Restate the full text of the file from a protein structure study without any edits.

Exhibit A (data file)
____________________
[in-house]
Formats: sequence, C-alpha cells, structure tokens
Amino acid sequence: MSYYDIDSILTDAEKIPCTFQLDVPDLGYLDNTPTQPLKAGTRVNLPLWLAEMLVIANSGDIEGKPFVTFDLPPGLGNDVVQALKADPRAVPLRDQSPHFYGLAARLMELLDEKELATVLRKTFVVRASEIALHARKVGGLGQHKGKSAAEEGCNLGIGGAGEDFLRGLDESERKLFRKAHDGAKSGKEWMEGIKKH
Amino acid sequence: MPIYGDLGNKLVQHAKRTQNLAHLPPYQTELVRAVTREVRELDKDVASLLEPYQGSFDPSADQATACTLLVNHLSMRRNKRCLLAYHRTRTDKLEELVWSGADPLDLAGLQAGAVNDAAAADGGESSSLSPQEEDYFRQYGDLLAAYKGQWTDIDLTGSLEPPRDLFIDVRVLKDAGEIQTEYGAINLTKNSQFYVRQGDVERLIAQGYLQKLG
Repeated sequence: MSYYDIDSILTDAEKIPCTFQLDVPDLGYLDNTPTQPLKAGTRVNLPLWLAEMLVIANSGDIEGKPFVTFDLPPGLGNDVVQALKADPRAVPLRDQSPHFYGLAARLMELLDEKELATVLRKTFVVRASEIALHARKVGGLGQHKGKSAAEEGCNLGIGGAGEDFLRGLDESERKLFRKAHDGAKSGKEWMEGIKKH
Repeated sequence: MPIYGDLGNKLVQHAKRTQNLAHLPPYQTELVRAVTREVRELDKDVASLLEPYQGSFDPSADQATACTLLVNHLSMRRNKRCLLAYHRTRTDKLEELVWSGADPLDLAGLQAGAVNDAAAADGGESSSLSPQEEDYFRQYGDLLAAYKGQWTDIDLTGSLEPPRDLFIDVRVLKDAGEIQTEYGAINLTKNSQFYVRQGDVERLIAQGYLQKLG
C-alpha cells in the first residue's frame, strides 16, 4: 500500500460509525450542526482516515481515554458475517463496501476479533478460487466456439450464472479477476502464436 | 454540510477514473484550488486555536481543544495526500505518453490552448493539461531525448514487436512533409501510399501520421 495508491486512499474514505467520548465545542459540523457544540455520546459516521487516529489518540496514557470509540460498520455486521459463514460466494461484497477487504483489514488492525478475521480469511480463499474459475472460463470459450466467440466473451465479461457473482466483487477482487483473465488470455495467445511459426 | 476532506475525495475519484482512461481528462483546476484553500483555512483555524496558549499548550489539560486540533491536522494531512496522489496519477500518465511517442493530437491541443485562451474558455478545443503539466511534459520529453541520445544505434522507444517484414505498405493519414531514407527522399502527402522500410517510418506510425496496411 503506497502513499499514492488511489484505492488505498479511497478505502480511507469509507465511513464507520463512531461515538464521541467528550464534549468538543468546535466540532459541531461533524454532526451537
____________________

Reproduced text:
[in-house]
Formats: sequence, C-alpha cells, structure tokens
Amino acid sequence: MSYYDIDSILTDAEKIPCTFQLDVPDLGYLDNTPTQPLKAGTRVNLPLWLAEMLVIANSGDIEGKPFVTFDLPPGLGNDVVQALKADPRAVPLRDQSPHFYGLAARLMELLDEKELATVLRKTFVVRASEIALHARKVGGLGQHKGKSAAEEGCNLGIGGAGEDFLRGLDESERKLFRKAHDGAKSGKEWMEGIKKH
Amino acid sequence: MPIYGDLGNKLVQHAKRTQNLAHLPPYQTELVRAVTREVRELDKDVASLLEPYQGSFDPSADQATACTLLVNHLSMRRNKRCLLAYHRTRTDKLEELVWSGADPLDLAGLQAGAVNDAAAADGGESSSLSPQEEDYFRQYGDLLAAYKGQWTDIDLTGSLEPPRDLFIDVRVLKDAGEIQTEYGAINLTKNSQFYVRQGDVERLIAQGYLQKLG
Repeated sequence: MSYYDIDSILTDAEKIPCTFQLDVPDLGYLDNTPTQPLKAGTRVNLPLWLAEMLVIANSGDIEGKPFVTFDLPPGLGNDVVQALKADPRAVPLRDQSPHFYGLAARLMELLDEKELATVLRKTFVVRASEIALHARKVGGLGQHKGKSAAEEGCNLGIGGAGEDFLRGLDESERKLFRKAHDGAKSGKEWMEGIKKH
Repeated sequence: MPIYGDLGNKLVQHAKRTQNLAHLPPYQTELVRAVTREVRELDKDVASLLEPYQGSFDPSADQATACTLLVNHLSMRRNKRCLLAYHRTRTDKLEELVWSGADPLDLAGLQAGAVNDAAAADGGESSSLSPQEEDYFRQYGDLLAAYKGQWTDIDLTGSLEPPRDLFIDVRVLKDAGEIQTEYGAINLTKNSQFYVRQGDVERLIAQGYLQKLG
C-alpha cells in the first residue's frame, strides 16, 4: 500500500460509525450542526482516515481515554458475517463496501476479533478460487466456439450464472479477476502464436 | 454540510477514473484550488486555536481543544495526500505518453490552448493539461531525448514487436512533409501510399501520421 495508491486512499474514505467520548465545542459540523457544540455520546459516521487516529489518540496514557470509540460498520455486521459463514460466494461484497477487504483489514488492525478475521480469511480463499474459475472460463470459450466467440466473451465479461457473482466483487477482487483473465488470455495467445511459426 | 476532506475525495475519484482512461481528462483546476484553500483555512483555524496558549499548550489539560486540533491536522494531512496522489496519477500518465511517442493530437491541443485562451474558455478545443503539466511534459520529453541520445544505434522507444517484414505498405493519414531514407527522399502527402522500410517510418506510425496496411 503506497502513499499514492488511489484505492488505498479511497478505502480511507469509507465511513464507520463512531461515538464521541467528550464534549468538543468546535466540532459541531461533524454532526451537